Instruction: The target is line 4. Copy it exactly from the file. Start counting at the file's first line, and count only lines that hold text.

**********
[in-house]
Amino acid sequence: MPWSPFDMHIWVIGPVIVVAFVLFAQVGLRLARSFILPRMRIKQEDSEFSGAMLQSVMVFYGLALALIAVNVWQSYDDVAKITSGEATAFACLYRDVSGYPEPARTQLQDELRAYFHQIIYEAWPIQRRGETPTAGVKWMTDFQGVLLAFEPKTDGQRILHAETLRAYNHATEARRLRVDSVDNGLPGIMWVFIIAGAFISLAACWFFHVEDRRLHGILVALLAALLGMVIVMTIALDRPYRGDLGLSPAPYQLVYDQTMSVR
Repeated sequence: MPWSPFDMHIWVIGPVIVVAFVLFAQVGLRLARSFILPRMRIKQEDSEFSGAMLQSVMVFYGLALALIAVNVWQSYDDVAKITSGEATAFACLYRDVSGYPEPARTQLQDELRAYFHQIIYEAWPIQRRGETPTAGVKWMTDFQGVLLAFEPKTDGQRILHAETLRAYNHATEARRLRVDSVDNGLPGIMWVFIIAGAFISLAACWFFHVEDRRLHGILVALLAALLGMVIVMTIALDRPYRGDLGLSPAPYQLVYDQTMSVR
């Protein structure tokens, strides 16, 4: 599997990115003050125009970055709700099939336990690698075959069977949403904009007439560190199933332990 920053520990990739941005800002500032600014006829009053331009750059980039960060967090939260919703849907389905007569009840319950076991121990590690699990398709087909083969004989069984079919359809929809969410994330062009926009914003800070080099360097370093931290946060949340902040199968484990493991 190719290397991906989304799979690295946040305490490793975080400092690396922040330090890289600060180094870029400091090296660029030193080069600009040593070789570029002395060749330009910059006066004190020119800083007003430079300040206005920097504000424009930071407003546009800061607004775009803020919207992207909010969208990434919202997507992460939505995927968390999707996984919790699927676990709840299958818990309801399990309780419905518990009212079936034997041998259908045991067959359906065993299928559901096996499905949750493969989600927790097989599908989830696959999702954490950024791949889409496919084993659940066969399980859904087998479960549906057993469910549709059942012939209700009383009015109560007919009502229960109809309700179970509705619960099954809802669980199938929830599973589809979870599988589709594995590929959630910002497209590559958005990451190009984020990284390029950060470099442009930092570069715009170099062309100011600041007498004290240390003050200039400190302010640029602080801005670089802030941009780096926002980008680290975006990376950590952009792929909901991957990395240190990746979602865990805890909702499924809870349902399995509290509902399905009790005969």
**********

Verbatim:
């Protein structure tokens, strides 16, 4: 599997990115003050125009970055709700099939336990690698075959069977949403904009007439560190199933332990 920053520990990739941005800002500032600014006829009053331009750059980039960060967090939260919703849907389905007569009840319950076991121990590690699990398709087909083969004989069984079919359809929809969410994330062009926009914003800070080099360097370093931290946060949340902040199968484990493991 190719290397991906989304799979690295946040305490490793975080400092690396922040330090890289600060180094870029400091090296660029030193080069600009040593070789570029002395060749330009910059006066004190020119800083007003430079300040206005920097504000424009930071407003546009800061607004775009803020919207992207909010969208990434919202997507992460939505995927968390999707996984919790699927676990709840299958818990309801399990309780419905518990009212079936034997041998259908045991067959359906065993299928559901096996499905949750493969989600927790097989599908989830696959999702954490950024791949889409496919084993659940066969399980859904087998479960549906057993469910549709059942012939209700009383009015109560007919009502229960109809309700179970509705619960099954809802669980199938929830599973589809979870599988589709594995590929959630910002497209590559958005990451190009984020990284390029950060470099442009930092570069715009170099062309100011600041007498004290240390003050200039400190302010640029602080801005670089802030941009780096926002980008680290975006990376950590952009792929909901991957990395240190990746979602865990805890909702499924809870349902399995509290509902399905009790005969």